Several lines of research suggest both dorsal and ventral prefrontal cortical dysfunction in bipolar disorder (BD). We used functional magnetic resonance imaging to compare patterns of brain activation in remitted BD patients and controls whilst performing tasks selected for their relative specificity in engaging either the dorsal (n-back sequential-letter working memory task) or ventral (gambling task) PFC. Seven BD patients were selected from participants of the Maudsley Bipolar Disorder Project on the basis of clinical remission, absence of cognitive deficits, and monotherapy with mood stabilisers. Subjects were individually matched by gender, age, and IQ to an equal number of healthy controls. In the n-back task, group differences were only present in response to increasing memory load. Patients did not show the predicted dynamic response in the dorsal PFC, but had increased activation in the parietal cortices. During the gambling task, controls showed significant activation in the ventral and dorsal PFC; this was attenuated in BD patients where increased activation was seen in lateral temporal and polar regions. Our findings suggest that there are trait abnormalities in dorsal and ventral PFC function in BD that may be more pronounced during tasks that rely on ventral–dorsal PFC interaction.
Exhaustive literature is available in the portrayal of mental illness in the English language films. However no major studies are available around the portrayal of mental health in Bollywood movies which in fact is consumed by nearly 25-30% of the world population.
in the era of unprecedented growth in visual medium, we wish to study the portrayal of mental illness in Bollywood cinema and how effective this medium is to create awareness around mental health and stigma.
Literature search with a specific purpose to identify any available literature on mental illness in South Asian cinema was undertaken. to create a synthesis of portrayal of mental illness, its impact on cultural consumption with its advantages and deficiencies. This was followed by a listing a cluster reviews of Bollywood films that have characters with mental health problems to identify how these illustrate both the condition and reactions to them.
These findings were compared with the literature surrounding mental health and the Indian culture to show if the perceptions correlate. The information was collated to see any patterns and 6 such patterns were identified.
Recognising these motifs are crucial for public and clinician alike in contact with the population open to the influence of these films to not only understand the phenomenology of mental illness in this populace but also some of unique cultural factors, medication, stigma and charting out appropriate management plan. (On-going)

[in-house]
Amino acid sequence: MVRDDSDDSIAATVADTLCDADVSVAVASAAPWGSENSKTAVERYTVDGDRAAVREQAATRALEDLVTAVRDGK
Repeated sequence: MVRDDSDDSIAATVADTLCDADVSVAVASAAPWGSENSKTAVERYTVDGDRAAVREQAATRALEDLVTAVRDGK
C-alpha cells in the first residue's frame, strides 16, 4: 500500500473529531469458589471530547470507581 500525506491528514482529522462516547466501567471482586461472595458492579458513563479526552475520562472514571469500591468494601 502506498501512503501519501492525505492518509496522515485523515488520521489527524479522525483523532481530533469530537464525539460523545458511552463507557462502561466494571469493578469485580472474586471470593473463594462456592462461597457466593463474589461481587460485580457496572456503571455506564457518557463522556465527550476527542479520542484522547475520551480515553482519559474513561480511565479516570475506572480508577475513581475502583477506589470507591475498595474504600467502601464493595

The details of the synthetic factors will be presented in the results and discussion.
Demands on health and social care are growing in quantity and complexity, with resources and staffing not projected to match this. The landmark NHS Long Term Plan calls for services in England to be delivered differently through integrated care systems (ICSs) that will better join commissioners and providers, and health and social care. The scale of these changes is immense, and the detail can feel confusing. However, they are important and will affect all clinicians in the public service. This three-part series provides a primer on integrated care, explaining why it is happening, how services are changing and why clinicians should get involved. In this first article we focus on the changing demographics, and the workforce and financial resources required to address these.
Part 1 of this three-part series on integrated care discussed the drivers for change in healthcare delivery in England set out in the NHS Long Term Plan. This second part explores the evolution of mental health services within the wider National Health Service (NHS), and describes important relevant legislation and policy over the past decade, leading up to the 2019 Long Term Plan. We explain the implications of this, including the detail of emerging structures such as integrated care systems (ICSs) and primary care networks (PCNs), and conclude with challenges facing these novel systems. Part 3 will address the practical local implementation of integrated care.
Harvest weed seed control (HWSC) technology, such as impact mills that destroy weed seeds in seed-bearing chaff material during grain crop harvest, has been highly effective in Australian cropping systems. However, the impact mill has never been tested in soybeans [Glycine max (L.) Merr.] and weeds common to soybean production systems in the midwestern and mid-Atlantic United States. We conducted stationary testing of Harrington Seed Destructor (HSD) impact mill and winter burial studies during 2015 to 2016 and 2017 to 2018 to determine (1) the efficacy of the impact mill to target weed seeds of seven common weeds in midwestern and five in the mid-Atlantic United States, and (2) the fate of impact mill–processed weed seeds after winter burial. The impact mill was highly effective in destroying seeds of all the species tested, with 93.5% to 99.8% weed seed destruction in 2015 and 85.6% to 100% in 2017. The weak relationships (positive or negative) between seed size and seed destruction by impact mill and the high percentage of weed seed destruction by impact mill across all seed sizes indicate that the biological or practical effect of seed size is limited. The impact mill–processed weed seeds that retained at least 50% of their original size, labeled as potentially viable seed (PVS), were buried for 90 d overwinter to determine the fate of weed seeds after winter burial. At 90 d after burial, the impact mill–processed PVS were significantly less viable than unprocessed control seeds, indicating that impact mill processing physically damaged the PVS and promoted seed mortality overwinter. A very small fraction (<0.4%) of the total weed seed processed by the impact mill remained viable after winter burial. The results presented here demonstrate that the impact mill is highly effective in increasing seed mortality and could potentially be used as an HWSC tactic for weed management in this region.